Ramadan fasting had no significant effect on the macronutrient composition of the breast milk and consequently the growth of the infants. There were significant differences in some of the micronutrients such as zinc, magnesium and potassium. The nutritional status of lactating women was affected by Ramadan fasting. All of the nutrient intakes (except vitamins A, E and C) decreased during Ramadan. For these reasons, it would seem prudent to excuse lactating women from fasting during Ramadan.
Deciding to fast
Some breastfeeding mothers may prefer to fast with the rest of the family rather than fasting at a later date. If this is the case, and the baby is exclusively breastfed, the Hamad Medical Corporation 7 recommend that the mother discuss fasting with her health professional first to avoid complications. They recommend the mother stays cool, well rested and hydrated and that she watch her baby for any signs he is not getting enough milk.
Keep well hydrated
Mothers fasting while breastfeeding are advised to drink plenty of water to stay well hydrated between sunset and dawn and to try to rest during the day:
If a mother feels that she is able to fast, then it is important to keep herself well hydrated by drinking lots of water between Iftar (breaking the fast at sunset) and Suhoor (starting the fast at dawn). Making sure she eats a nutritious Iftar and Suhoor meal and has plenty of rest during the day will ease the fast.
Dehydration and milk supply
In certain situations and climates, a breastfeeding mother could be at risk of dehydration during fasting in the month of Ramadan. Severe dehydration needs urgent medical treatment and may reduce milk supply. Warning signs for dehydration are listed on the UK’s National Health Service (NHS) website8 and include feeling very thirsty, feeling dizzy, having headaches, fatigue, dark concentrated urine, and dry mouth, lips and eyes. The NHS advise:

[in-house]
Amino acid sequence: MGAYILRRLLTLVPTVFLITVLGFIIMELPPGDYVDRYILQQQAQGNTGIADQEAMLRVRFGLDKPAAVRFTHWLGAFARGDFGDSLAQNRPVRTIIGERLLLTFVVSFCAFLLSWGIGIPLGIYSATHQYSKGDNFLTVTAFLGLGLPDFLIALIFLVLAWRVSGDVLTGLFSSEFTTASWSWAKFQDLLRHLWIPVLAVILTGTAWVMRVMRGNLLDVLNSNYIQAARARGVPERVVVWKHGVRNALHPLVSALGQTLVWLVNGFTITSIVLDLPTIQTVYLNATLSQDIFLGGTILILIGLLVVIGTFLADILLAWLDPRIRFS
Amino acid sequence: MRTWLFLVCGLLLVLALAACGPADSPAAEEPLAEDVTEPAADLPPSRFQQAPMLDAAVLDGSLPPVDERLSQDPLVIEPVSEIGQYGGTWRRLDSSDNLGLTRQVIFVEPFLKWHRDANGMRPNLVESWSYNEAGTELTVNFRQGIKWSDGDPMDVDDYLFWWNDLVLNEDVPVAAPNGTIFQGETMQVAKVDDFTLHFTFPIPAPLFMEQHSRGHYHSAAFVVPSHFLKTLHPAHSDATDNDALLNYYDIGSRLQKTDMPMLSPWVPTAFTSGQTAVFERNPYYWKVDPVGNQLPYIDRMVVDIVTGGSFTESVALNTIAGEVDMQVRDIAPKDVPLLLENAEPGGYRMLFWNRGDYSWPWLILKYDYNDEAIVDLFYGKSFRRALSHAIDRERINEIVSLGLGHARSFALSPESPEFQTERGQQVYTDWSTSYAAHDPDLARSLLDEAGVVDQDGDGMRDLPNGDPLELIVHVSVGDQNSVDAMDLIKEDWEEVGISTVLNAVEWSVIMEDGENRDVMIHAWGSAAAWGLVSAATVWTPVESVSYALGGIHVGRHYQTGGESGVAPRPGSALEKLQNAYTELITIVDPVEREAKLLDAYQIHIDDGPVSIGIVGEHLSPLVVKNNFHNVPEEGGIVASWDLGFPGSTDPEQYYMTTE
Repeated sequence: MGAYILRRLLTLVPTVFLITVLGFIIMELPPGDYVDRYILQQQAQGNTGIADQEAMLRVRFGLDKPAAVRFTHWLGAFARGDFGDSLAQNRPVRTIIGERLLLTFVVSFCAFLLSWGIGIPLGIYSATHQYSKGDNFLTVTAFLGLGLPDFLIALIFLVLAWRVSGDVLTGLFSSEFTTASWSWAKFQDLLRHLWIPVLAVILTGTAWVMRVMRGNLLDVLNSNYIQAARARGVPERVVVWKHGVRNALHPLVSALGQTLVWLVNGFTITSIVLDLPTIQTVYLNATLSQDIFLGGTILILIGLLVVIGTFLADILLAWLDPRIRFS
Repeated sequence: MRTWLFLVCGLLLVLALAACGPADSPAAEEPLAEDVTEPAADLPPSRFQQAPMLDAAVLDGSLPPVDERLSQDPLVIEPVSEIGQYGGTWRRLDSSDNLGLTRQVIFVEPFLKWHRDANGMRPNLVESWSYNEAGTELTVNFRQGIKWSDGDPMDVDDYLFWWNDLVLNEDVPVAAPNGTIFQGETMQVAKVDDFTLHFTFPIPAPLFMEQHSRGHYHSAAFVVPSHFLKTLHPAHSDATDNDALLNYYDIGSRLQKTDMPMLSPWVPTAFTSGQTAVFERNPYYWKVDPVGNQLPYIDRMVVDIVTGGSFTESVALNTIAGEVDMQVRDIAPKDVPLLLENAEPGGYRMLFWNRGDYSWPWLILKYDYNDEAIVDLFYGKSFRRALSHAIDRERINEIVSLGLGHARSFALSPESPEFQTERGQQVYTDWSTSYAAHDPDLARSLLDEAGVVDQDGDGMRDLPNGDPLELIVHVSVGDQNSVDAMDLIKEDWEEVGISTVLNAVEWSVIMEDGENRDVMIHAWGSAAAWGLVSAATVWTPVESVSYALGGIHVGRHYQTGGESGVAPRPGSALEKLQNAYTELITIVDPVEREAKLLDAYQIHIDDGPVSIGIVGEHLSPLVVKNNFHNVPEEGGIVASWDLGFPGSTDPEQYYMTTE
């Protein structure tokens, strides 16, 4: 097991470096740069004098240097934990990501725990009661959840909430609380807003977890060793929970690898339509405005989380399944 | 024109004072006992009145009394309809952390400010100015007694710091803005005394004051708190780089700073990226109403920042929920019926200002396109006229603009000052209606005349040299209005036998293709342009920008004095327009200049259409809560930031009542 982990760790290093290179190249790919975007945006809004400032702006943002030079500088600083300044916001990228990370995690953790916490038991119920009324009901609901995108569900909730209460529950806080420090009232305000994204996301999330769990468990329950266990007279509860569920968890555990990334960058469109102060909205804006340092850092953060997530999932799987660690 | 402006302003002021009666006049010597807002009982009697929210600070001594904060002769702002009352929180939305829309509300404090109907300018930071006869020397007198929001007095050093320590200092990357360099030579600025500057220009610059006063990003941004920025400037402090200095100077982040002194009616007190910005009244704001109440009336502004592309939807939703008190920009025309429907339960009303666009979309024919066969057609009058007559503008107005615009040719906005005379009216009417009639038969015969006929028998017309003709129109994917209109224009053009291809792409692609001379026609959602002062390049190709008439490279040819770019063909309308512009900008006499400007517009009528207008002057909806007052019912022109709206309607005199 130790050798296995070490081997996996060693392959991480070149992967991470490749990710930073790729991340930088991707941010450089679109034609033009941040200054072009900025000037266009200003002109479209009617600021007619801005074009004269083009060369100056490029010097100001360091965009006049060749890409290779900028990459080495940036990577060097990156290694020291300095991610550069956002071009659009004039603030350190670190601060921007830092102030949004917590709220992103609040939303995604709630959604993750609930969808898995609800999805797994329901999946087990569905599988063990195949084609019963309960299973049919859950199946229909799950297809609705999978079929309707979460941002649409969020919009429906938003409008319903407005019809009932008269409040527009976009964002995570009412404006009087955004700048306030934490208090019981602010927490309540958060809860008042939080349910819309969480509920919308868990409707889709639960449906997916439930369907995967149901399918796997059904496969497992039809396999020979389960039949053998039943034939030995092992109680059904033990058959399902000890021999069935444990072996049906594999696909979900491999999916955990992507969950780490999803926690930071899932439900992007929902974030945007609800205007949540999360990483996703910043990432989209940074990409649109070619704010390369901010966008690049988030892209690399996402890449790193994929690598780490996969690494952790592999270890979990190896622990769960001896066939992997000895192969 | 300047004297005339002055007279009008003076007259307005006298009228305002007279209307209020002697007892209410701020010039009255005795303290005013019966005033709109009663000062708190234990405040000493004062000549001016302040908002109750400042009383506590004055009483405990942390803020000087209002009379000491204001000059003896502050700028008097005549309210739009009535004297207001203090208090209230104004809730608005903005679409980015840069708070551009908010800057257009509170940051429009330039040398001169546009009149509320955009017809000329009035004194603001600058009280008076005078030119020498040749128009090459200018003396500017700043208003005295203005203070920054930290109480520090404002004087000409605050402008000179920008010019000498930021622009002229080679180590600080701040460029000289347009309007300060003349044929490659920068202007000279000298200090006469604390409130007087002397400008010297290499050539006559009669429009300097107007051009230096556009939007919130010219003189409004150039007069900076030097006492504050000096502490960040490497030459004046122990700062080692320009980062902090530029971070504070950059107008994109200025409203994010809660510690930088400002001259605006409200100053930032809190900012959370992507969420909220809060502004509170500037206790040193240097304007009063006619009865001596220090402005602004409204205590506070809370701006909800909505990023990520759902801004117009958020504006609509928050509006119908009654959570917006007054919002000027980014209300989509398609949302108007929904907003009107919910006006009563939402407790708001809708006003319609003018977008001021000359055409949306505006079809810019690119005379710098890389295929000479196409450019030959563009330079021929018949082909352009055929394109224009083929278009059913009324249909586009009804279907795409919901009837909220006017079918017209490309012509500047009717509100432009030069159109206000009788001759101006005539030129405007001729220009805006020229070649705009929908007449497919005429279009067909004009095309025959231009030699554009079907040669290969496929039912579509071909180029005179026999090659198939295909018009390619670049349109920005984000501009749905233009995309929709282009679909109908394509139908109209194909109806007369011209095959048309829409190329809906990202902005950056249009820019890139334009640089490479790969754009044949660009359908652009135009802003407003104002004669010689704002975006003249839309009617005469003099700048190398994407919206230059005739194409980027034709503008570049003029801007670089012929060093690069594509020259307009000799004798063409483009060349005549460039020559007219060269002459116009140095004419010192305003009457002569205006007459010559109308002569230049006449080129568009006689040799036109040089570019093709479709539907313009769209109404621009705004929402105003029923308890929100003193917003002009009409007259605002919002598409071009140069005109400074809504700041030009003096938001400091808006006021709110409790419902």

If you produce very little or no urine, feel disoriented and confused, or faint as a result of dehydration, you must stop fasting and have a drink of water or other fluid.
Islam doesn’t require you to make yourself ill when you fast. If a fast is broken, it will need to be compensated for by fasting at a later date.
The Hamad Medical Corporation recommend taking sweet fruit juice or a salt-water solution and resting if a mother experiences any signs of dehydration. If she doesn’t feel better after 30 minutes the mother should contact her doctor9.
Watch baby for ill effects
Parents should check with their baby’s health care provider if they have any concerns their baby might not be getting enough milk during fasting:
…if a fasting mother is worried that her baby is not getting enough milk, especially when the baby cries constantly, has fewer wet diapers, passes green-colored stool, or has weight loss, she should stop fasting and immediately contact her doctor or a lactation consultant.
Breastfeeding mothers are exempt from fasting during Ramadan. The fast can be made up at a later date. However, if a mother feels fasting would be manageable for her and wouldn’t affect her own or her baby’s health, she may choose to fast or do partial fasting.